“They’re just not my type.” We’ve probably all heard someone utter these words, whether from a close friend, or while watching a favourite romantic comedy. But for all its prevalence in conversations about modern day relationships, hardly anyone has investigated whether such a thing as “my type” actually exists.
Recent research has suggested that we do have go-to preferences when it comes to demographic and physical characteristics such as education, age difference, hair colour, and height. But evidence to suggest we prefer to seek particular personality types as our partners has been lacking. Now a group of researchers may have finally found some – and if you’re not sure what your type is, you might want to look in a mirror.
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In a recent study, researchers used the longitudinal German Family Panel to assess where more than 12,000 survey participants fitted with the “big five” personality traits – openness to experience, conscientiousness, extroversion, agreeableness, and neuroticism. Over nine years, the researchers tracked the relationship status of these people, who had to also persuade their partners to fill out the same personality questionnaire for the good of science.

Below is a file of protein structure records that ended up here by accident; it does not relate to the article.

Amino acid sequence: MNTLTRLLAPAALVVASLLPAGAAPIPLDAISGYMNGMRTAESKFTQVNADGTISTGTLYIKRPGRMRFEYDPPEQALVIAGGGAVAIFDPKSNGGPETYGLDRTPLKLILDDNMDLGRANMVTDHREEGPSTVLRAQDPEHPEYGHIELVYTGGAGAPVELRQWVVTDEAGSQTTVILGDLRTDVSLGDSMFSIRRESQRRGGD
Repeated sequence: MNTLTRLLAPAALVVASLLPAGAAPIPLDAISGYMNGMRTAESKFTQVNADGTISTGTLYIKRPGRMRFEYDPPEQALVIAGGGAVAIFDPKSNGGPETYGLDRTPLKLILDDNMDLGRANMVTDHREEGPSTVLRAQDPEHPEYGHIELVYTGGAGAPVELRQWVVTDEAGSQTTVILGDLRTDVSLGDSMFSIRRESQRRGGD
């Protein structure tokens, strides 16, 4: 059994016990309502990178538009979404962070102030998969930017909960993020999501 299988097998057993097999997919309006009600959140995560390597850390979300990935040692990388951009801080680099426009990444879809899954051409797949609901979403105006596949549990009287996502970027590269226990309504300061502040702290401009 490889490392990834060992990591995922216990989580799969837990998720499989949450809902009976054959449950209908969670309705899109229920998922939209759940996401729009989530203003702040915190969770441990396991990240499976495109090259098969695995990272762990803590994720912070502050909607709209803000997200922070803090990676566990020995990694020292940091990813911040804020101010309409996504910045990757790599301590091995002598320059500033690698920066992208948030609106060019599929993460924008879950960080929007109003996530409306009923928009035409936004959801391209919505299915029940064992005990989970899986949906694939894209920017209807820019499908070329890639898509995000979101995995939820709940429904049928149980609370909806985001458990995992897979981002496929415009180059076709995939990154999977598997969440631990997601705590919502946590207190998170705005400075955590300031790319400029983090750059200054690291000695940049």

After nine years and thousands of questionnaires, the researchers ended up with 332 participants who had been in relationships with at least two different romantic partners who were both happy to participate in the study. That’s a pretty hefty drop in sample size, but more than enough to draw firm conclusions from the data.